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June 7, 2010

Bletchley Park – Enough Already

Sorry – it's time to stop droning on about Colossus, Alan Turing, Bletchley Park and all the rest of it, says Gary Flood

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I say this fully aware that there is a whole fanatical community of Bletchley-ites out there, who will doubtless be in ecstasy on the news that the secret Brit codebreaking base’s archives are to be digitised and put online.

‘Lost secrets of World War II to be finally revealed’ and all that jazz is the theme on press on all this from the BBC on down, which can’t resist the opportunity to parade the whole ‘we saved the world and invented computers at the same time’ stuff.

Time to let all that go, folks. A few home truths: we didn’t ‘save the world’. Our good friends in the Red and US Armies did that. Intelligence gathered by Enigma was useful, yes, but even the Battle of the Atlantic itself was won by advances in radar, sonar, basic sensible convoy sailing and longer range bombers blowing U-boats up. Enigma itself was broken, remember, not even mainly by dons sucking on pencils in Bucks but sailors (Brits, not Yanks, unlike what you ‘learned’ in that charmingly daft movie ‘U-571’) getting devices and codebooks out of sinking subs.

But why go on? Every counter-Bletchley myth will be answered by hordes of acolytes who will correct my ‘facts’ with their ‘facts’. So, OK, let’s grant them their wishes; Bletchley Park made a bigger contribution to the destruction of the Wehrmacht than anything else we did, etc etc. Colossus was the first electronic computer. Alan Turing was a better computer scientist than John Von Neumann. The third goal in the 1966 World Cup Final definitely, definitely crossed the line. And so on.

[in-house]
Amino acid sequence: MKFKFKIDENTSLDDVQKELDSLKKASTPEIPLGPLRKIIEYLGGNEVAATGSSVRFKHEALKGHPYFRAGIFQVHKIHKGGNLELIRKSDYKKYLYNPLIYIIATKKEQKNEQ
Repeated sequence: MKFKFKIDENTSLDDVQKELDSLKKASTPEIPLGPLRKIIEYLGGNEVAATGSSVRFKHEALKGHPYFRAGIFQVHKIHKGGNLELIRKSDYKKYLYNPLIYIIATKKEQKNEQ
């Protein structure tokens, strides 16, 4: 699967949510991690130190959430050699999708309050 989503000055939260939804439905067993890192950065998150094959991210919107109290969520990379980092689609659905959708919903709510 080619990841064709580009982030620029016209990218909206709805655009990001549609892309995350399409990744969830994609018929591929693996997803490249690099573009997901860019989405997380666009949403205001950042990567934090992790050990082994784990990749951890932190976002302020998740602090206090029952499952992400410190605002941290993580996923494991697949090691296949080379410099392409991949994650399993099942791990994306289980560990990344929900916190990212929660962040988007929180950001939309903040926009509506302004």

But – enough already. Our country has a very unhealthy interest in both World War II and us plucky Brit pioneers… who never seem to have had the proper place in the Sun they deserve.

Neither attitude is helpful in 2010. A time when we as a nation have a government telling us they are about to inaugurate the biggest cuts in public spending since, hmm, 1945 itself; when a double-dip recession seems increasingly likely; when old ways of working and producing economic product (such as the City) seem very flakey.

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That’s why Bletchley-itis and all the underlying suspicion it seems to be attached to that we were cheated out of the IT industry as we ‘invented’ it is just not needed right now. I have also suspected that the Bletchley Park industry is mainly kept alive by Arts graduate computer journalists, who like a romantic story that involves a human tragedy in the shape of Turing rather than dealing with the more mundane realities of IT, e.g. like the fact that storage is both very, very boring but also very important and that Corporate America and its agenda drives progress in computers.

Harping on about achievements of coming up for 70 years ago is nice but irrelevant to the real challenges facing our industry and economy.

For the record, I am myself a World War II bore, patriot and admirer of Turing and his work in both philosophy, AI and to the War effort. He was a cool dude and they did some great things. Now let’s give it a rest and spend some energy on building a new Green manufacturing base or something, please.

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